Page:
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The Museum

Mission Statement:

To connect people to the relevance and importance of the Comstock story through its authentic preservation, interpretive exhibits and programs, and archival resources.

Goals:

  • To support the preservation, in any form, of the heritage of, specifically, the Fourth Ward School, and generally, the Comstock, Storey County, and the state of Nevada.
  • To achieve recognition in the fields of preservation, historical architecture, education, and history through a diversity of quality programs and events.
  • To maintain and expand the museum activities.

Short History of the Fourth Ward School

by Susan James

On November 28, 1876, the excited residents of Virginia City christened their new monument to education, the Fourth Ward School. Built to honor the nation’s centennial, the majestic four-story building could accommodate over 1000 students, and it boasted state-of-the-art heating, ventilation, and sanitation systems, as well as water piped to all floors. Architect C.M. Bennett may have drawn inspiration from popular 19th-century architectural pattern books for the design of the Second Empire structure with its distinctive Mansard roof. Projected to cost around $30,000, the completed project came in at $54,000 including land and furniture.

The Territorial Enterprise called the new Fourth Ward School “The finest structure of the kind in Nevada,” adding “If it is our pride today, the time is not far distant when it will be our glory as well.” Virginia City, at the center of the vibrant Comstock Mining District founded in 1859, suffered from serious overcrowding of its public and private schools. The community welcomed the addition of sixteen classrooms.

Students of all ages attended the Fourth Ward School, situated at the south end of Virginia City’s C Street. The Primary Department contained first through fourth grades. Fifth and sixth graders were enrolled in the Second Grammar Department. Eighth and ninth graders pursued their education in the Fourth Ward’s High School Department, which earned the distinction of awarding diplomas to the first students in Nevada to complete all nine grades. By 1909, the Fourth Ward’s curriculum had expanded to include instruction through the twelfth grade.

From the turn of the century through the 1920s, Fourth Ward teachers educated hundreds of students, but the declining fortunes of the mining district and diminishing population caused the student body to shrink. By the mid-1930s, less than 200 students attended the Fourth Ward School. The building was in need of repair and it seemed to be an obsolete relic from another era. When federal New Deal funding provided an opportunity to build a modern structure, the community jumped at the chance. Situated in the middle of Virginia City, Storey County Middle School was originally an all-class replacement for the Fourth Ward School, which closed its doors after its last seniors graduated in 1936.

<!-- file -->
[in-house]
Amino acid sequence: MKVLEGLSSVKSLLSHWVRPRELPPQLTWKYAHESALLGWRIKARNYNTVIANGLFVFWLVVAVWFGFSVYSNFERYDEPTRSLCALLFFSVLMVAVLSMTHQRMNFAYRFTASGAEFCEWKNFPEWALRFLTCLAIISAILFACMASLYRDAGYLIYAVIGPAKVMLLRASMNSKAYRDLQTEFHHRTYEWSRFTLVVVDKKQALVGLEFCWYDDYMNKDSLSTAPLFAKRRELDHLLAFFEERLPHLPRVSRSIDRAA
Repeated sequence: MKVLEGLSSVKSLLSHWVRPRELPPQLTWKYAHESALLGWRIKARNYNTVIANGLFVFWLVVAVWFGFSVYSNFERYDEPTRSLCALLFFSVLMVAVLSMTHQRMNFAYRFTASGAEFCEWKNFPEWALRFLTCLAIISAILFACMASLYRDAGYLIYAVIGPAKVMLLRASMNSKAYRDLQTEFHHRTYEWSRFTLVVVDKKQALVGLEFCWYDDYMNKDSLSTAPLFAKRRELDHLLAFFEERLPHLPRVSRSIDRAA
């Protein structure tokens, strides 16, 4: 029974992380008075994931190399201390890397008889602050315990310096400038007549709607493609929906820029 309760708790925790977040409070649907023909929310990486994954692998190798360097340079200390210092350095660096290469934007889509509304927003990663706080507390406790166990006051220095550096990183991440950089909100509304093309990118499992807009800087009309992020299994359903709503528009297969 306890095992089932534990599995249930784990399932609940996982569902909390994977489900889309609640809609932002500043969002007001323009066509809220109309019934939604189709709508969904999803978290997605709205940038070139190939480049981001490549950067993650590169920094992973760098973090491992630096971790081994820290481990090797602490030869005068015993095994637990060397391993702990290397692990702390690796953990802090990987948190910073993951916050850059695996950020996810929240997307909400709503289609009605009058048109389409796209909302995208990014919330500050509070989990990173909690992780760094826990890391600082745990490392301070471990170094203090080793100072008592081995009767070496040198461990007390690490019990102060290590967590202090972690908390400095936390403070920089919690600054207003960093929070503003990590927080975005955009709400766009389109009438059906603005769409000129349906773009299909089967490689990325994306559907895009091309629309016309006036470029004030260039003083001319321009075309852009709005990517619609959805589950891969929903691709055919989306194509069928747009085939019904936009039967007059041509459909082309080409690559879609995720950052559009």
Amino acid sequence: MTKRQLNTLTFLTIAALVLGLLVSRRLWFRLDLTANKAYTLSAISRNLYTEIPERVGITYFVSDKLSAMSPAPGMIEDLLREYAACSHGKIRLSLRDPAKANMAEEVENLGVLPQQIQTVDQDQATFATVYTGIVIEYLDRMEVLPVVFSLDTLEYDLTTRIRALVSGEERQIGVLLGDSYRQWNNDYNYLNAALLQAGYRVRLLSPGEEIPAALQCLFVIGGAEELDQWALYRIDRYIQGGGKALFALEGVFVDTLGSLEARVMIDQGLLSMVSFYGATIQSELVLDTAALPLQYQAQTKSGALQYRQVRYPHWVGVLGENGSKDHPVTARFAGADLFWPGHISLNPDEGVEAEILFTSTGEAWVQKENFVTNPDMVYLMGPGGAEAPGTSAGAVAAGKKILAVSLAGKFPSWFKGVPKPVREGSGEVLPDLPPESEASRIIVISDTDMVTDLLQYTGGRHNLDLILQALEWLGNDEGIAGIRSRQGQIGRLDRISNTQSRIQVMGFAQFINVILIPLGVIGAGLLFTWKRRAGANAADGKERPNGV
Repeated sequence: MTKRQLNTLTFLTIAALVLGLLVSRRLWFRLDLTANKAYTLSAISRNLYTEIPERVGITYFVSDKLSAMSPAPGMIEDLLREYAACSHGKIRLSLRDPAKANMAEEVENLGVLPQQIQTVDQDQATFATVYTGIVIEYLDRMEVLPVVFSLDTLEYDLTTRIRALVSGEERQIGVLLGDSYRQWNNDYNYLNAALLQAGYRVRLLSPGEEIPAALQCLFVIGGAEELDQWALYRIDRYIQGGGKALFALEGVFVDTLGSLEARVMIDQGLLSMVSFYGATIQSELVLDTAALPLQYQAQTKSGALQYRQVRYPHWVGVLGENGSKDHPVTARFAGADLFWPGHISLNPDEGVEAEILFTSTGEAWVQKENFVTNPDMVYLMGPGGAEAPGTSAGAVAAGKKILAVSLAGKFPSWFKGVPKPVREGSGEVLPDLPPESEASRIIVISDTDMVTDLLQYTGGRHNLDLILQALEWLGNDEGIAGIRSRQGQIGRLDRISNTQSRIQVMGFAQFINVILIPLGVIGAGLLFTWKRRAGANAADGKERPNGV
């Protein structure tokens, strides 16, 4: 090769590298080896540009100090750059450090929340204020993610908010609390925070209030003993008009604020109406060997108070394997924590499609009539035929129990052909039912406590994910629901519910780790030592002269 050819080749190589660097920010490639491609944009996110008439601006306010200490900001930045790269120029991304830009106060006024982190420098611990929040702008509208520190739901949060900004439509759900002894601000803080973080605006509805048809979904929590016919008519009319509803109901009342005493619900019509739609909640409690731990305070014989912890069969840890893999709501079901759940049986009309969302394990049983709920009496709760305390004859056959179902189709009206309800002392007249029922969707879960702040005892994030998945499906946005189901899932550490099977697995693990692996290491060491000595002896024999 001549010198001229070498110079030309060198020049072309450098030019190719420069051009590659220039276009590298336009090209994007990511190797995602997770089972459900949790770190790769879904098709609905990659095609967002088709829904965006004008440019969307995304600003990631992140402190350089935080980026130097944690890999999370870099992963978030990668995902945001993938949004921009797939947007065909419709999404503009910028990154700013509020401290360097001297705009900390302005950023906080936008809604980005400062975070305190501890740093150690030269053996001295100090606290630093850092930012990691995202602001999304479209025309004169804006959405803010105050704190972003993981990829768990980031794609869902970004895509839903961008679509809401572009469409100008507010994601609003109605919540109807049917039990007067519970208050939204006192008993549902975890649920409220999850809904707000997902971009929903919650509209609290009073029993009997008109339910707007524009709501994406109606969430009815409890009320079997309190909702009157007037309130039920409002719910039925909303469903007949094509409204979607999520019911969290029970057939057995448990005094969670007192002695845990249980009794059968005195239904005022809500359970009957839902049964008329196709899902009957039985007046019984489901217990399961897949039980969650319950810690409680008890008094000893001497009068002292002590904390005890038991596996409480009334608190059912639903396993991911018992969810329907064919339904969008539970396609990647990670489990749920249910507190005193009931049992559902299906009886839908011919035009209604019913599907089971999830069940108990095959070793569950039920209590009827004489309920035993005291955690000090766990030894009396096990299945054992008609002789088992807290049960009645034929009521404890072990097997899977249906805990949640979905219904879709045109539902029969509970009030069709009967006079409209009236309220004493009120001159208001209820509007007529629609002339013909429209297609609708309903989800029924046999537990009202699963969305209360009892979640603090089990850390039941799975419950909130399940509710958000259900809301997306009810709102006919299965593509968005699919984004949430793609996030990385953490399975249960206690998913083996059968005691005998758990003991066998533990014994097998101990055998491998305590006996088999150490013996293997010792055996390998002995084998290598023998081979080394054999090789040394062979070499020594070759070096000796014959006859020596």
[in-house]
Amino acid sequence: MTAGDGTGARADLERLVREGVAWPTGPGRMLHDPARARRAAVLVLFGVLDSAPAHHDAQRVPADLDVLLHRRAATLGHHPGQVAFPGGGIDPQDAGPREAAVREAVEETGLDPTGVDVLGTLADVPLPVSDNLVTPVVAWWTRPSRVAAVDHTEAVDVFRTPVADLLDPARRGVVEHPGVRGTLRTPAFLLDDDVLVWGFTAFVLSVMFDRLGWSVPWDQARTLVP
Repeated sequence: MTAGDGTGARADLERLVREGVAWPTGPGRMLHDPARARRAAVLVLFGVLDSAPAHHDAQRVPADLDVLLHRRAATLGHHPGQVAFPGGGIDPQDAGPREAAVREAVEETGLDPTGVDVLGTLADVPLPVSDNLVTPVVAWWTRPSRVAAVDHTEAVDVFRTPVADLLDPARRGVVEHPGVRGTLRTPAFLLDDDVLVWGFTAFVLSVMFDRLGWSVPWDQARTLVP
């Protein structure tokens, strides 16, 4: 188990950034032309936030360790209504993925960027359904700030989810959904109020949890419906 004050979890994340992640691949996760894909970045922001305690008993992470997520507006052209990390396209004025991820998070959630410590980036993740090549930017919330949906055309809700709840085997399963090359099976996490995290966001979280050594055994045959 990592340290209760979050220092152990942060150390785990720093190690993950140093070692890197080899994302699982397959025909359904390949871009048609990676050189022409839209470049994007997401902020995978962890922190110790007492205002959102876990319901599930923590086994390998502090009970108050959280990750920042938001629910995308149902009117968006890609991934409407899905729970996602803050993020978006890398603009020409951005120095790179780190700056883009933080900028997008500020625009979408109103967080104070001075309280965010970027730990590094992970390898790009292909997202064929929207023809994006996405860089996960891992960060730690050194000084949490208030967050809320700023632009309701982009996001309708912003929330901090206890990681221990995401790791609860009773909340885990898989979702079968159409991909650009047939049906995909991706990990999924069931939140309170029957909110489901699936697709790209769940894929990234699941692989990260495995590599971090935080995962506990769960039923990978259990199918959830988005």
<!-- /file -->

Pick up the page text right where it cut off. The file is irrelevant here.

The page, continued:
Abandoned to the elements, the Fourth Ward School seemed doomed. State grants in 1964 and 1984 rescued the structure, giving it the promise of a brighter future. A grant from the Nevada Humanities Committee funded a museum in the building, which reopened in 1986, fifty years after closing. Since that time, the Fourth Ward School Museum has received hundreds of thousands of visitors ranging from school groups to foreign tourists. With diverse programming, a changing gallery, and engaging exhibits, the Fourth Ward School has once again become a community center and a remarkable setting for those wishing to learn about the glorious past of Virginia City and the Comstock Lode.

Historic Fourth Ward School Foundation Timeline

  • 1986 – 2000 The Museum operated under the auspice of Storey County.
  • May 2000 A non-profit corporation formed and 501 (c) 3 status granted. The building is considered a major contributing aspect of the Comstock Historic District, listed on the National Register of Historic Places.
  • Preservation Efforts Conservation Assessment Program grant to address the growing regional requests to use the facility, and to insure that we retain the integrity of the building and our collections.
  • Milford Wayne Donaldson Architects (MWDA) completed a comprehensive Historic Structures Report.
  • Savannah College of Art and Design help complete the HSR, produced Comstock video documentary and performed paint analysis to determine original exterior paint scheme.
  • 1993-2009 Nevada Commission for Cultural Affairs in cooperation with the Nevada State Historic Preservation Office, E.L. Wiegand Foundation, Storey County, E.L. Cord Foundation, Richard and Rhoda Goldman Fund, Robert Z. Hawkins Foundation, National Park Service Save America’s Treasures, John and Grace Naumann Foundation, Oakmead Foundation, and members of the Historic Fourth Ward School have funded more than 3 million dollars for the ongoing restoration of the building.
  • 2009 The former Home Economics room and primary classroom has been transformed into the Public Research Room for the archives.
  • 2008 One primary classroom on the bottom floor later used as a Home Economics storage area has been restored for adaptive reuse as an archives.
  • 2007 Retaining walls, railing fence, steps, and boardwalks replicated. Miscellaneous interior woodwork
  • 2006 Custom storm windows.
  • 2005 North bottom floor two primary classrooms for museum offices and archival work area.
  • 2004 Balcony walkways
  • 2003 Reconstructed North Tower water closets for restrooms and catering kitchen.
  • 2002 Design and plans for North Tower and balconies.
  • 2000 Rehabilitation of the third floor assembly/performance space.
  • 1999 Rehabilitation of the entire exterior fabric of the structure and returned to original color scheme.
  • 1993-1998 Structural retrofit, elevator and fire stairway
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